The hearing was focused on “Examining Self-Preferencing by Digital Platforms.”
Luther Lowe, Yelp’s senior vice president of public policy, told senators that the search engine tech giant often favored its own products in searches. Yelp, which delivers local search results for users looking for restaurant recommendations and more, said Google’s apparent favoritism could lead to users accessing items of lesser quality.
Yelp’s concerns are not isolated. Regulators and lawmakers across the political spectrum have raised similar concerns, questioning the power Google can have over smaller companies all but forced to use its services. The hearing Tuesday was a further example of how Yelp’s complaints have finally gained traction — lawmakers are beginning to introduce measures to curb try to Google’s power.
Lowe, at the hearing, acknowledged that Google hadn’t always tried to snuff out the competition. He brought up a 2004 claim by co-founder Larry Page, who said the company “want[s] to get you out of Google and to the right place” as fast as possible.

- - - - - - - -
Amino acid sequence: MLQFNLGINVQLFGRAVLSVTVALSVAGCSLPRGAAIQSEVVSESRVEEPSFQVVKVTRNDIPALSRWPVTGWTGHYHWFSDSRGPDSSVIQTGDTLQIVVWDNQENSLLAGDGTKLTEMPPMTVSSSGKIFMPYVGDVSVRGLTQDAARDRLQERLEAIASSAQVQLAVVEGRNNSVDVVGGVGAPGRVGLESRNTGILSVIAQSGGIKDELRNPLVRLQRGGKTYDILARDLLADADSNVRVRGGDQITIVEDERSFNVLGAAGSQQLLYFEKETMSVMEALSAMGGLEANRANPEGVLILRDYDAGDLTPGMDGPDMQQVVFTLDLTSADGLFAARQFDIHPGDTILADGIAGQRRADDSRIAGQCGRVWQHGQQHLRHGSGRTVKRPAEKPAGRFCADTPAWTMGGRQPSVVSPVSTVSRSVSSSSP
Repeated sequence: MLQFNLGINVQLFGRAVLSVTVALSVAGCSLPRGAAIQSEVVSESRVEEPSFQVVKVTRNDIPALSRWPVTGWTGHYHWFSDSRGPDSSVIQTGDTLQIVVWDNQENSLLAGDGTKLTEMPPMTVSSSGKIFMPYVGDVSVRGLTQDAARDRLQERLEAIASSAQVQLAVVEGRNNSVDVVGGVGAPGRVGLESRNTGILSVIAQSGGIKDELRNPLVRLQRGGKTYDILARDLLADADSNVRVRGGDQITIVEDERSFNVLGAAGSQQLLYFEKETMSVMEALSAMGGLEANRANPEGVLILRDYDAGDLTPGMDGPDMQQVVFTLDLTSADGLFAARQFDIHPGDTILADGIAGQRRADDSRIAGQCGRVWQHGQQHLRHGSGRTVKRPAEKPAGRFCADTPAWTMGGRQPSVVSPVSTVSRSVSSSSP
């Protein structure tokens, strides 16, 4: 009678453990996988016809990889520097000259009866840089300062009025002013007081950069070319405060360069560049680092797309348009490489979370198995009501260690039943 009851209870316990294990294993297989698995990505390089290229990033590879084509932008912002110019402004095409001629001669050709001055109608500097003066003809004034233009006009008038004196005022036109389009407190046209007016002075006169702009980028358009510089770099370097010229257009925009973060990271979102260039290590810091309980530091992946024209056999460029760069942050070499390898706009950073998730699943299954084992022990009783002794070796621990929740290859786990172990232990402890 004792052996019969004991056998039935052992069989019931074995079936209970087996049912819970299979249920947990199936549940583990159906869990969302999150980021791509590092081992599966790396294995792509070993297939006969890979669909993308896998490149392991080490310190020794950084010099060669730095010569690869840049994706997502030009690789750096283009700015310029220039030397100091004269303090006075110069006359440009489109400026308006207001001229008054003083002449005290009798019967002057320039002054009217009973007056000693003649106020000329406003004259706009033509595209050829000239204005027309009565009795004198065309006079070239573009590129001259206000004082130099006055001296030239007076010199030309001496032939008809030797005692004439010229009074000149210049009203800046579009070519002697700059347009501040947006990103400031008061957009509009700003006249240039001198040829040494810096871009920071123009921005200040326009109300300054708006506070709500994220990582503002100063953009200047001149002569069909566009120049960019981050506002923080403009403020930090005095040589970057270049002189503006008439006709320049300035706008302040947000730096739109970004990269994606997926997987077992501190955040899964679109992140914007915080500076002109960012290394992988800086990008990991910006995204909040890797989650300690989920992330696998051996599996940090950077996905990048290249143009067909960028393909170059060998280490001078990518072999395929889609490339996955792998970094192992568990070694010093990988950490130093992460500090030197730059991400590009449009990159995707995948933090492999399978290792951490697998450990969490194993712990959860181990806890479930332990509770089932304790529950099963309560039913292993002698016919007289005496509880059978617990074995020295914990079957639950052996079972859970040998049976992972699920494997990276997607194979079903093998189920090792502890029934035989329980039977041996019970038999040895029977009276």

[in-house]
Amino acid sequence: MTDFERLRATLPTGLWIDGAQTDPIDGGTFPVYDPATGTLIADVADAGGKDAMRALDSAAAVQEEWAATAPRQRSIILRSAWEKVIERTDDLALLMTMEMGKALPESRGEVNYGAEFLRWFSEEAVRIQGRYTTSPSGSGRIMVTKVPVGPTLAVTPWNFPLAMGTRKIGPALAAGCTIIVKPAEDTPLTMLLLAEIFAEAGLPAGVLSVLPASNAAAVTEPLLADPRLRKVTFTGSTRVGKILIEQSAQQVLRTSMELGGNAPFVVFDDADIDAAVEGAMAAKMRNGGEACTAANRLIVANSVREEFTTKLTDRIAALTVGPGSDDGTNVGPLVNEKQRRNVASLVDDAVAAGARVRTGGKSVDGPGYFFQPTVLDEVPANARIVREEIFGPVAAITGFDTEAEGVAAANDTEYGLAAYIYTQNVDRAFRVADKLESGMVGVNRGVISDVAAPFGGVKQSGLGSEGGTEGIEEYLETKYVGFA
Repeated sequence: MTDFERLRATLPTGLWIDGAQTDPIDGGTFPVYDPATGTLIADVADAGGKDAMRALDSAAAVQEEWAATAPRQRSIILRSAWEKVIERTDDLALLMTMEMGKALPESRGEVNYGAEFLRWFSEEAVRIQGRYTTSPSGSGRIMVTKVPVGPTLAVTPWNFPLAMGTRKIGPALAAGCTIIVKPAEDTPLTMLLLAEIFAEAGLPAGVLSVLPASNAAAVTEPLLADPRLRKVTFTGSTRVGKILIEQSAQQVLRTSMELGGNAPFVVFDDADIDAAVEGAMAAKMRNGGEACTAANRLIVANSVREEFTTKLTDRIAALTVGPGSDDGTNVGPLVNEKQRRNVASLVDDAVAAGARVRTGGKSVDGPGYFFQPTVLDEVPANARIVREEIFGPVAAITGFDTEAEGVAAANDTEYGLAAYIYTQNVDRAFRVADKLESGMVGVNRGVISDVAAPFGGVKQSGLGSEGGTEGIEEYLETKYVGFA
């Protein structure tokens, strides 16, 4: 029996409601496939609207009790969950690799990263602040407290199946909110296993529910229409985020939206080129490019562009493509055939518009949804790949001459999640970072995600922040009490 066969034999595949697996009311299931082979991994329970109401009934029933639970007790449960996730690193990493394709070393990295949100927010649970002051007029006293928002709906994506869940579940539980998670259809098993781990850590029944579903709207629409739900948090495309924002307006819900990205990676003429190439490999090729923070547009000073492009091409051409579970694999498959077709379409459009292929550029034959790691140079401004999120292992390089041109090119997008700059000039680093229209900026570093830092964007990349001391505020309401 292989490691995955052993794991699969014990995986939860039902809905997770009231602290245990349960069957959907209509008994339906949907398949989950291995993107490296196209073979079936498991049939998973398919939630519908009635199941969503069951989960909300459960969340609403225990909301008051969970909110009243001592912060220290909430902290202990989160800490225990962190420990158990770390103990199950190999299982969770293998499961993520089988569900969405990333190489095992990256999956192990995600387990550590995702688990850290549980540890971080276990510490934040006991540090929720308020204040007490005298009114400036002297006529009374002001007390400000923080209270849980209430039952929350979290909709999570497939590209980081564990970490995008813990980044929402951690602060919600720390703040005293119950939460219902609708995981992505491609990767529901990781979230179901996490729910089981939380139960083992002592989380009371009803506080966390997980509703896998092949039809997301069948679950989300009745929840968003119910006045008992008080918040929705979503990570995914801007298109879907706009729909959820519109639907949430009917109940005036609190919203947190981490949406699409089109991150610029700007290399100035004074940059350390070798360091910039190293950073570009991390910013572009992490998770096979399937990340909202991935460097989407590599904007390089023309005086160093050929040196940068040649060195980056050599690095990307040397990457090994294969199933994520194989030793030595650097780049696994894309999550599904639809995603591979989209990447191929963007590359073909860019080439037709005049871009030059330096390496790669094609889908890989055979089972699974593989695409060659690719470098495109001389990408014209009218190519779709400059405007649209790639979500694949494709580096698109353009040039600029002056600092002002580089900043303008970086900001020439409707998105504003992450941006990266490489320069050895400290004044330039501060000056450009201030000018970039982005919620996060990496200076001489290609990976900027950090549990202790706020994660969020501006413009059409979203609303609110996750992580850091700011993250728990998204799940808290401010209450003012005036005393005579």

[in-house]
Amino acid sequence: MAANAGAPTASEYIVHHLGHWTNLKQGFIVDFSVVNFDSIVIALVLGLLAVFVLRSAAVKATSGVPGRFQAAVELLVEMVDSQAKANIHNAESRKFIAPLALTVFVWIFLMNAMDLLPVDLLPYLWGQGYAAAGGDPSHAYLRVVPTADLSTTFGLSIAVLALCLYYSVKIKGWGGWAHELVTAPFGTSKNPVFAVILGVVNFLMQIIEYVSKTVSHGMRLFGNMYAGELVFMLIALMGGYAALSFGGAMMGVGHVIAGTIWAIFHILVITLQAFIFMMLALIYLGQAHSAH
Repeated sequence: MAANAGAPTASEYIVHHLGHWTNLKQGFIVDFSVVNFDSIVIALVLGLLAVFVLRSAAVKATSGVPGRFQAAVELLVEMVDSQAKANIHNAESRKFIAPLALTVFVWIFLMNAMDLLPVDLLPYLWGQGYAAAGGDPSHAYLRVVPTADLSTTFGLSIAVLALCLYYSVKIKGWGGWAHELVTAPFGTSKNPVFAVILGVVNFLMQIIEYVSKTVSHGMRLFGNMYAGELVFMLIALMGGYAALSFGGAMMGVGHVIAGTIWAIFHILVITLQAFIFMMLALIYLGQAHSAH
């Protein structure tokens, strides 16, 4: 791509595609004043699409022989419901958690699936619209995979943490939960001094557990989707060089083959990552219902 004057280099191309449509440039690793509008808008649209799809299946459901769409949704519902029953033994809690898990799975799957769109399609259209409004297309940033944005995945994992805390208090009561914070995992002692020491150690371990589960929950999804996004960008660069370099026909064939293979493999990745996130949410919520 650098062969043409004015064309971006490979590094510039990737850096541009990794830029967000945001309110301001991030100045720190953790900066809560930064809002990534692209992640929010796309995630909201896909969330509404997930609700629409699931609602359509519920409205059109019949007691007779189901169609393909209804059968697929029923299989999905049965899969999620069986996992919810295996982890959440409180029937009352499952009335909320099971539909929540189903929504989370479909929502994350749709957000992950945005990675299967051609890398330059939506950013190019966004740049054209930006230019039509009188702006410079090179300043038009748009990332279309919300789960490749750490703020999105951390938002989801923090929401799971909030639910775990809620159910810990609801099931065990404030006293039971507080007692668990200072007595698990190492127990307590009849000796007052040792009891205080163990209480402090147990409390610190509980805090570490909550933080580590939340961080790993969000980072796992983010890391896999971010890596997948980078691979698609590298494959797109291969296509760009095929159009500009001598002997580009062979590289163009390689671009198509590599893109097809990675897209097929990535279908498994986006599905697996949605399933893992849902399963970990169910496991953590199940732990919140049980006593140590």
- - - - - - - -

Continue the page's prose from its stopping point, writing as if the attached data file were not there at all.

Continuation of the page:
Lowe said that only lasted until around 2007 or so, when the company introduced “OneBoxes” that showed what Google seemed to think were the most relevant search results for each individual inquiry.
That addition, Lowe said, allows Google to “condition” consumers to expect the best or most relevant search results from across the web, even though Google had physically demoted non-affiliated content even if said content was more relevant to the search inquiry.
Yelp gets about 80 percent of its search traffic from Google. Some of the results pushed down by Google’s methods included Yelp results.
In a statement to CNBC, a Google spokesperson said the search feature was built for the users, and the company is constantly improving how the search features work.